Scala Base App
Bare-bones SBT-based project definition to get you started
Every Scala project follows a similar directory structure. It's not required to format this way, but it's standard and one of the subset of ways that SBT supports. For more information on the directory structure, see the SBT docs.
. ├── LICENSE ├── README.md ├── build.sbt # define build configurations ├── project │ └── build.properties # define the SBT version └── src ├── main # main directory of source code │ ├── resources # place static files or other resources here │ └── scala # place scala code here │ └── tld │ └── domain │ └── Main.scala └── test # test directory, helps SBT find test code ├── resources # place static test files or other resources here └── scala # place scala test code here └── tld └── domain └── Spec.scala
What's with the
tld/domain nested directories?
This is a convention taken from Maven/Java. The class path isn't as important for Scala code, but many people still follow this convention.
Use the tld of your site (company, organization, project, or personal).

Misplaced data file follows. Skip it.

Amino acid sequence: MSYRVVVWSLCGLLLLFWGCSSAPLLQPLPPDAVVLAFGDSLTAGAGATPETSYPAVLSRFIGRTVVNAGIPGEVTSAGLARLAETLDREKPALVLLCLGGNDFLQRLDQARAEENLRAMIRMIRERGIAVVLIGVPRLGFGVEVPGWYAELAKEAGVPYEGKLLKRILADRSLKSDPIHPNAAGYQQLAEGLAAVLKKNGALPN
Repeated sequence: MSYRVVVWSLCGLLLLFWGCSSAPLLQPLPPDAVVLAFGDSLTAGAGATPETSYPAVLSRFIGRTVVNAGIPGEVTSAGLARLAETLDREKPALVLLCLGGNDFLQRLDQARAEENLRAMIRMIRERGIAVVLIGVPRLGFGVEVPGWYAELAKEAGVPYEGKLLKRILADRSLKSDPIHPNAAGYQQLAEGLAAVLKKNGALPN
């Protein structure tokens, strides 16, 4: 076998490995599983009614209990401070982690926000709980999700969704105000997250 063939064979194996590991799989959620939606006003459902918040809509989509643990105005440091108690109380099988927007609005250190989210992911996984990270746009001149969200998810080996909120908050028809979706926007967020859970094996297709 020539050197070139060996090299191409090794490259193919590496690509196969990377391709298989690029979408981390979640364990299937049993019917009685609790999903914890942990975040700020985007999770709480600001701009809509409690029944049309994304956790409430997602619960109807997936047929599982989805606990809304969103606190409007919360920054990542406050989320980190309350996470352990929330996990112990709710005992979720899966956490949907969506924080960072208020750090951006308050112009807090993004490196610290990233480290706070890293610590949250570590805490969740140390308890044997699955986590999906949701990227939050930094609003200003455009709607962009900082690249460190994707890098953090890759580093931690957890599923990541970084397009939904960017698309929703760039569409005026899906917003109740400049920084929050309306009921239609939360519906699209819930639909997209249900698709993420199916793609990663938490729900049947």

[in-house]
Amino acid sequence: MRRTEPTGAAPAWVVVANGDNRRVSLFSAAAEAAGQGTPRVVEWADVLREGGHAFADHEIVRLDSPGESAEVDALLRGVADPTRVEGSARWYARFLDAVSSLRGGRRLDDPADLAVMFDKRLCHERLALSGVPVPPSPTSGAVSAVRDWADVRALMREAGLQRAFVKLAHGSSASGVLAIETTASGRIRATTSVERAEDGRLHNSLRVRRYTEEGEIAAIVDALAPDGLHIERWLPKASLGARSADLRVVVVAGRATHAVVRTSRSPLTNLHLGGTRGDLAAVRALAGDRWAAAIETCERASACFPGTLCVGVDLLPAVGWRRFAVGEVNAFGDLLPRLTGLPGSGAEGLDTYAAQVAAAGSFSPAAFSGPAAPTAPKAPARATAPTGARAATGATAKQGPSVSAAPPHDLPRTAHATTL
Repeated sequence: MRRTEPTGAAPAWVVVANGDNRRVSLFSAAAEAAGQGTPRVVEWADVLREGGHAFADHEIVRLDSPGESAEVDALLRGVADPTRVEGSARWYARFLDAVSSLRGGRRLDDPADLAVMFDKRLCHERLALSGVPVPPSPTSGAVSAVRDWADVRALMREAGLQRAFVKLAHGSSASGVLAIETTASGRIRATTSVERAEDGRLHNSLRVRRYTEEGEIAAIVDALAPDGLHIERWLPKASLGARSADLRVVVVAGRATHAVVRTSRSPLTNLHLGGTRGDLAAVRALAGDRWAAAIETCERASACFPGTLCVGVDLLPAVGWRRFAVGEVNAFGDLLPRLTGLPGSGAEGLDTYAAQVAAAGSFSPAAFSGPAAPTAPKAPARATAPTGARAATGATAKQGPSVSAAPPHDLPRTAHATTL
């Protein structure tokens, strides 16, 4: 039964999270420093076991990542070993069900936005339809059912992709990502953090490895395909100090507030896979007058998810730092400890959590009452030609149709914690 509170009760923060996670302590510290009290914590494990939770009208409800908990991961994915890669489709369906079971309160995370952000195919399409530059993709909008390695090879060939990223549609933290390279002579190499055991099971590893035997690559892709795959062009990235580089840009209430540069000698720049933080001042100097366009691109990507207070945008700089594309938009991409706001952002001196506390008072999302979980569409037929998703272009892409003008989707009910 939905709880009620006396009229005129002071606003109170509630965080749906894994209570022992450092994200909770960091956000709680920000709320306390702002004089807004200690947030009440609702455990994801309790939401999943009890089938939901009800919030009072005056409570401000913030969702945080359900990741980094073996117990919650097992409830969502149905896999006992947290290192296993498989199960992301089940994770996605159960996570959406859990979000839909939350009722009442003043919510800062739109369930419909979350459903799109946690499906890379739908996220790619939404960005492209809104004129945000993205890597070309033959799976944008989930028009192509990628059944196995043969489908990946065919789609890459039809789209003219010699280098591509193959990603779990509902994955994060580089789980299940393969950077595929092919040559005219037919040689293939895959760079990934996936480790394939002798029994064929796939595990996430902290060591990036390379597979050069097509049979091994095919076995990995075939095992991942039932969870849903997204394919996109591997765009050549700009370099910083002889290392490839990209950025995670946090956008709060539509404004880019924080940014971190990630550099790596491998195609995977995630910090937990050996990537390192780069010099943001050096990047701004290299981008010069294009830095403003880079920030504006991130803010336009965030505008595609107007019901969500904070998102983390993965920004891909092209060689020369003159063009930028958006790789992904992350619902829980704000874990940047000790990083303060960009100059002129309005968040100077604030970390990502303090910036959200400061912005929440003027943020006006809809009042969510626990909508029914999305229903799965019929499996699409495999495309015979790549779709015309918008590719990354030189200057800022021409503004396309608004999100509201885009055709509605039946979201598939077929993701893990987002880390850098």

- My personal site: http://krobinson.me
- My directory structure:
└── src ├── main │ ├── resources │ └── scala │ └── me │ └── krobinson │ └── Main.scala
The following directory structure also works if you don't want to include the organization:
└── src ├── main │ ├── resources │ └── scala │ └── Main.scala
Things you'll need to change:
- 'name' in build.sbt - make it your own project name
- The names of the folders in your directory structure (see above)
To set the sbt version, update scala-base-app/project/build.properties
Run SBT (
scala-base-app $ sbt) from the top directory, or you're gonna have a bad time.
Useful SBT commands:
These are useful once you're already inside of sbt (after you've run '
$ sbt from the top level of this directory)
|run||runs the main class (In this project,
|test||runs all the tests|
|test-quick||runs a subset of tests based on what code has changed|
|compile||compiles the code|
|reload||reloads changes to the
Note: prepend any of the above with
~ for re-evaluation. i.e.
~test-quick will rerun the subset of affected tests every time code is changed.
This is an intentionally brief overview and a quick start to a Scala project. Here are some more resources to expand your Scala knowledge:
If you're new to Scala and have no idea where to start, here are some ideas to expand this (forked or cloned) project for your own learning:
- Take user input for the date
- Print different formats
- Turn this into a web-application
- Consume an API (http://www.timeapi.org/)
- As always, write more tests!